For many of you, the UCAT is probably an intimidating part of the application procedure. While the exam techniques and methods of revision you needed for GCSEs and A-levels have been built up over the years, the UCAT is a new challenge many of you haven’t come across before – this is why effective, targeted preparation is so important. You must approach the UCAT from a different angle and plan everything out in order to have the best chance of success.
Although the UCAT is an aptitude test, with good preparation and focused practice – you’ll get a strong score. We’ve seen countless students score below average in their first sitting, and after better preparation and more practice, score in the high 700s the next year. If you put in the hard graft today, you’ll save yourself a lot of time and hopefully secure the offer you want.
So how do I prepare for the UCAT, and what exactly am I working on? To put it in a nutshell, success in any psychometric test can be distilled into the following:
This is all about anticipation. Before you walk into any exam room, you should know the type of questions that will come up. However, we mean much more than simply having a rough idea of the different questions: you should be comfortable with every question category in all four subtests, and have a clear approach for almost every question that can be tested. For example, in QR there are several question categories that are commonly tested (geometry, percentage change, etc.); knowing what comes up (and what doesn’t) will save you time and help you target your practice.
Timing can make or break test-takers. We’ve seen intelligent students score consistently below 600 because they use inefficient methods and simply too slow. Saving time means having an efficient strategy, finding quicker ways of solving questions (mental maths, speed reading, etc.), or strategically skipping questions. Throughout this book, we’ll be drilling into your head the most important ways of saving time.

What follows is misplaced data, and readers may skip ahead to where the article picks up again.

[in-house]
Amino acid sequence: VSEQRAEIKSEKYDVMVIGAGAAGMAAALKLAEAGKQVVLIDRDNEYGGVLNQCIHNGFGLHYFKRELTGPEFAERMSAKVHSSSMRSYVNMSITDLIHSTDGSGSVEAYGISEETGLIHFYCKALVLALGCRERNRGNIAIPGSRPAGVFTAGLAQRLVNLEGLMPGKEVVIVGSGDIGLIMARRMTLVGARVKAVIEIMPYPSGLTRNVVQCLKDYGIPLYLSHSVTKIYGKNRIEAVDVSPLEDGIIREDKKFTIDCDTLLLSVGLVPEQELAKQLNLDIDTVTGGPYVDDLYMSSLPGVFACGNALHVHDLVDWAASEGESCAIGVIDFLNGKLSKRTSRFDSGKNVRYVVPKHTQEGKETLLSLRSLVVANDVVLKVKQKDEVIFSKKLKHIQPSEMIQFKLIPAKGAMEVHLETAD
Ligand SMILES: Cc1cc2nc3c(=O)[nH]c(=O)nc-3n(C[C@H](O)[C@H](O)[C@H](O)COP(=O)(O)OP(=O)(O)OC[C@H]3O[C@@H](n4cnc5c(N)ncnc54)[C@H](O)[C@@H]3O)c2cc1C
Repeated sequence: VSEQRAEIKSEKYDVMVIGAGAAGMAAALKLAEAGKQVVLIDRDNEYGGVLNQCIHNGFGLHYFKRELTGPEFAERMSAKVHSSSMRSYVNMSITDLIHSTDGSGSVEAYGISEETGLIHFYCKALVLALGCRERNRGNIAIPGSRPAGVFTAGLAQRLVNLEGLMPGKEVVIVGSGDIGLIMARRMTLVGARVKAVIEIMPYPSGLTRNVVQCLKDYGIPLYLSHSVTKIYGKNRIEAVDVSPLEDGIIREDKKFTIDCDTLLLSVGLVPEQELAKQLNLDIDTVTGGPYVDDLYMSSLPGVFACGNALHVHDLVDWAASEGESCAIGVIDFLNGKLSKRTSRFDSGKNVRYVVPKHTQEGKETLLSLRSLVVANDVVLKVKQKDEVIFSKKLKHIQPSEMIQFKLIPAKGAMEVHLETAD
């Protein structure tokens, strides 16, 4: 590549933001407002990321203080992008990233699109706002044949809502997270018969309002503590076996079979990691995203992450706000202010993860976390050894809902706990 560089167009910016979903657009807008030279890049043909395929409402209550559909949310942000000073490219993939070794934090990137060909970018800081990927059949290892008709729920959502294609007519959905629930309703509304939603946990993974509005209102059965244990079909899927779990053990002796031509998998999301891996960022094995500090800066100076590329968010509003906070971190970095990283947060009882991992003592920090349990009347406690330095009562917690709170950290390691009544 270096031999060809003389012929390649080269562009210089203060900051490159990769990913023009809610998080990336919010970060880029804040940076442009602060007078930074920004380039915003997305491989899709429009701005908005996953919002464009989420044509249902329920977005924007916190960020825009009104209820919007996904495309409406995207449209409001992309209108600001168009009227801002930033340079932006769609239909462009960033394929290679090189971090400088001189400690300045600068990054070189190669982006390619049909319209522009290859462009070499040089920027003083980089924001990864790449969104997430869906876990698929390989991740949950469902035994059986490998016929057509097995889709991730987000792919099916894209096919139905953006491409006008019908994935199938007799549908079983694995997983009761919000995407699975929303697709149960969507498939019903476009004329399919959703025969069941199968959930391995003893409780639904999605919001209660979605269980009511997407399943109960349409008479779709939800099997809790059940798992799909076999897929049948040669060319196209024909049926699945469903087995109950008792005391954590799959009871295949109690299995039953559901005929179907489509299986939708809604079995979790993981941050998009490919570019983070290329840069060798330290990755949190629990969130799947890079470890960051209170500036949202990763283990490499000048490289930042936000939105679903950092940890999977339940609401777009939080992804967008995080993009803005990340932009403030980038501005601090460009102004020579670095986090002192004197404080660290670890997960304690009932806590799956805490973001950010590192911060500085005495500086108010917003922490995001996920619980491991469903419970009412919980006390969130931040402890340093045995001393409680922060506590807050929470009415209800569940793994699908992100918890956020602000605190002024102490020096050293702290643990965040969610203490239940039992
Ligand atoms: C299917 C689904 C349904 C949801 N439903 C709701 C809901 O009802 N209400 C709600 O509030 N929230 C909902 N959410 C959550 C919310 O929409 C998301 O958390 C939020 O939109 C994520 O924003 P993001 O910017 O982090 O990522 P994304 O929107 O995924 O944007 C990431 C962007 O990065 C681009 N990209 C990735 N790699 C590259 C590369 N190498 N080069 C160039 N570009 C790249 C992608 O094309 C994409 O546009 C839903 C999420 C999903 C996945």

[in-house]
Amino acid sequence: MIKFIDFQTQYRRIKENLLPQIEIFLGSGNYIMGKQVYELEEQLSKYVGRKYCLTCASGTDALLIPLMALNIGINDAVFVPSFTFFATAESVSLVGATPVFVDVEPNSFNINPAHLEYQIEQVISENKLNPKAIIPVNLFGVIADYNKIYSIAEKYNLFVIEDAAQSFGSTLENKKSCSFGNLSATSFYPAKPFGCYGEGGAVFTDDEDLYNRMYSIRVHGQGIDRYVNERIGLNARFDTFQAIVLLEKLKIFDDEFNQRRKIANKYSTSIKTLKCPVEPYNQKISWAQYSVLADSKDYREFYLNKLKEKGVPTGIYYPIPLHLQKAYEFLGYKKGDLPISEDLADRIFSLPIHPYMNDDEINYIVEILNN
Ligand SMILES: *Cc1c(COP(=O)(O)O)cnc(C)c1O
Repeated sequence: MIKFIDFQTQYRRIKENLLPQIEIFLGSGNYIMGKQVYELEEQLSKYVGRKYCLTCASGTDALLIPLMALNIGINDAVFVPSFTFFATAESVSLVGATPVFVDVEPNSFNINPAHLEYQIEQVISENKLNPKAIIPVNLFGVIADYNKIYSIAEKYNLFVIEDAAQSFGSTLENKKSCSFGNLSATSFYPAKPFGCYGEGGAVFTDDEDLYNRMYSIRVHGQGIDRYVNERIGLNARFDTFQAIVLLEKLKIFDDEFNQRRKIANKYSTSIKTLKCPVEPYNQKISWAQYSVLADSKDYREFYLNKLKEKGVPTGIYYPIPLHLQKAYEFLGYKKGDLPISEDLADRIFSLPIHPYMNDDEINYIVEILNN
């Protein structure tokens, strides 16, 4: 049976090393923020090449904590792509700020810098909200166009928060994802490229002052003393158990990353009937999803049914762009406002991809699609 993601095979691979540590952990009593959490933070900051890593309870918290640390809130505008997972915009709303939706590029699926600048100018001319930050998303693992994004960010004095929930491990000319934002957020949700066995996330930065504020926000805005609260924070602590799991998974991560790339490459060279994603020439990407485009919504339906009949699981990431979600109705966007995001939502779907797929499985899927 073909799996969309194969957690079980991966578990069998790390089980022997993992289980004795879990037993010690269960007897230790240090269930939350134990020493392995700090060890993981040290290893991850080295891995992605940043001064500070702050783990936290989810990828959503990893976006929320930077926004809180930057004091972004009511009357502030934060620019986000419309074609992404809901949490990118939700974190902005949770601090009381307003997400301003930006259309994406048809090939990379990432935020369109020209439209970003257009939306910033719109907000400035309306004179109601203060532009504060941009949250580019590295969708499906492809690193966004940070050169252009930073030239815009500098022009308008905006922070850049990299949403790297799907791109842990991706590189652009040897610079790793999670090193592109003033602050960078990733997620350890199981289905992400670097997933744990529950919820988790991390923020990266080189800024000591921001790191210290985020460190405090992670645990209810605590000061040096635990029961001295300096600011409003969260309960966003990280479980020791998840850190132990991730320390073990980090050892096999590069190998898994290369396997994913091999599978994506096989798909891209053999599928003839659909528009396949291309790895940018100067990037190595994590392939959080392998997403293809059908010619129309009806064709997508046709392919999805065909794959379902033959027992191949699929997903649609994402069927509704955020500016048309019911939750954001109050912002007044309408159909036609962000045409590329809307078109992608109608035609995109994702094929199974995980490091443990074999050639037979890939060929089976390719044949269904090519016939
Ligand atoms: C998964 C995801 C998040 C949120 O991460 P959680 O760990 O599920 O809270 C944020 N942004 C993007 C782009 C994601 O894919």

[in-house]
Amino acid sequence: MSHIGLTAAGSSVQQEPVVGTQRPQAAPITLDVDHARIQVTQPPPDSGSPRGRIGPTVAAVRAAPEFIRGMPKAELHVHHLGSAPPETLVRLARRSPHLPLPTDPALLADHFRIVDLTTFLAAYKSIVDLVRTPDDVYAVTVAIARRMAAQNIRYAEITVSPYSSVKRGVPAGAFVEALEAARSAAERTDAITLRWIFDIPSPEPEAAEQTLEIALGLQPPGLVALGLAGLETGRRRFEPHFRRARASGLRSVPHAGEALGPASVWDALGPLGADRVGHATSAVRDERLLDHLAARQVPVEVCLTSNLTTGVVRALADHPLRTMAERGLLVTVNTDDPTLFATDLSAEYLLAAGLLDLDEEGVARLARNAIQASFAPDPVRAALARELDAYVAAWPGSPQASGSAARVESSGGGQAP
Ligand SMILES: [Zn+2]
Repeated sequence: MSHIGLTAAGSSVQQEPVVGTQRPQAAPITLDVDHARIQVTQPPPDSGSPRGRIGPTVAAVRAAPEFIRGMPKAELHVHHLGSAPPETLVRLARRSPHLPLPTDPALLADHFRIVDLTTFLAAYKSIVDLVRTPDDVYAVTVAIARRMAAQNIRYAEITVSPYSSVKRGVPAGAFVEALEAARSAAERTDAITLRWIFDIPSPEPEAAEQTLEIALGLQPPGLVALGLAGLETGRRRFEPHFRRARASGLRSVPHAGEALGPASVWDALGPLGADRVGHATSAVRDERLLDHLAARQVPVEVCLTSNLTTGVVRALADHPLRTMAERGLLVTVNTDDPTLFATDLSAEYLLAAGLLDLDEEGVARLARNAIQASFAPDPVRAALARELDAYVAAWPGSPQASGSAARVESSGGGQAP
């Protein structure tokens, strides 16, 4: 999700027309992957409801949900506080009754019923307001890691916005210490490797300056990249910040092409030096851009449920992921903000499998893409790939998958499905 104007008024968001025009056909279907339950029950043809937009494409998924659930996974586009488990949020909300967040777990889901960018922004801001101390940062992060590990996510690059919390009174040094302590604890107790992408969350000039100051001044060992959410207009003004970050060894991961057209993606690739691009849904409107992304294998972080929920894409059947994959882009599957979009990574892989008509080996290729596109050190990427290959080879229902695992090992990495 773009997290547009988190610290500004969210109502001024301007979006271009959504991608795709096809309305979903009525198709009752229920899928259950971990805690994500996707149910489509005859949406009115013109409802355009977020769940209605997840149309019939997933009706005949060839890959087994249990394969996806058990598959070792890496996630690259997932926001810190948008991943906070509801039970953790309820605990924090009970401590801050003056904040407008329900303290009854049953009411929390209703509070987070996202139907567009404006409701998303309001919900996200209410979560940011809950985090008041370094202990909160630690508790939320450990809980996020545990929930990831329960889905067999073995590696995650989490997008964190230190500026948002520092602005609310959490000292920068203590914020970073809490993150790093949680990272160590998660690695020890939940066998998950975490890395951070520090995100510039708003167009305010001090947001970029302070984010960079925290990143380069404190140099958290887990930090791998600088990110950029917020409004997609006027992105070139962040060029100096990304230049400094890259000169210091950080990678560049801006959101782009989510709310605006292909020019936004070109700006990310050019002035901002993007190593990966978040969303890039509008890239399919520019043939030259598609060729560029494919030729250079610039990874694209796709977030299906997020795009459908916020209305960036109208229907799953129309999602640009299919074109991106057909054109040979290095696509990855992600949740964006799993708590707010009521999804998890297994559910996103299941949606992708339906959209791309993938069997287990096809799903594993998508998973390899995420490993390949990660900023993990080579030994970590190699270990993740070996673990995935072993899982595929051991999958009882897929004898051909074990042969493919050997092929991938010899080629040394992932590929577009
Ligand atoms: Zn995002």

- Automate your test-taking
The UCAT, unlike your school exams, isn’t a content-based exam. In essence, you’re developing skills and learning to adopt effective strategies required in each subtest. Preparation comes before automation, and this course will give you the tools you need to start. With enough practice, you’ll be able to anticipate various test challenges, swiftly locate relevant data, and know exactly which techniques to apply. It doesn’t take as long as you think to achieve automation, research suggests it’s possible after just a few days of intense practice.
- Increase your confidence for test-day
It’s suggested performance is directly linked with a test-taker’s level of confidence. A student who expects to succeed is more likely to succeed than a student who does not. One of the biggest obstacles to UCAT success is having the assumption you won’t succeed. Who are you not be successful? Undoubtedly, the best way to increase confidence in something is by getting good at it. Don’t cram in your UCAT practice, take your time, and consistently work at it. If you’ve put the work in, and have applied the strategies outlined in our course, you should be confident on test-day.
How accurately does the UCAT reflect my ability?
The UCAT doesn’t test you on curricular content (unlike the BMAT), and so experts construct questions that aim to test ‘cognitive ability’. In theory, measures of natural ability shouldn’t be affected by the amount of practice or preparation put in – but from our experience, this has proven not to be the case for the UCAT. We believe that the UCAT, to an extent, is correlated with an individual’s natural ability, but without smart preparation and practice, the test-taker will not achieve his or her highest possible score. If you want to do the best you possibly can, make sure you take the time to plan out your preparation and practice using the best strategies. Of course, some individuals do attain very high scores without much practice or preparation, but who’s to say they couldn’t have achieved an even higher score with effective preparation. Whatever your ability, it doesn’t change the way you prepare for the UCAT – focus on your weaknesses and what you can change, and stop worrying if you’re good enough.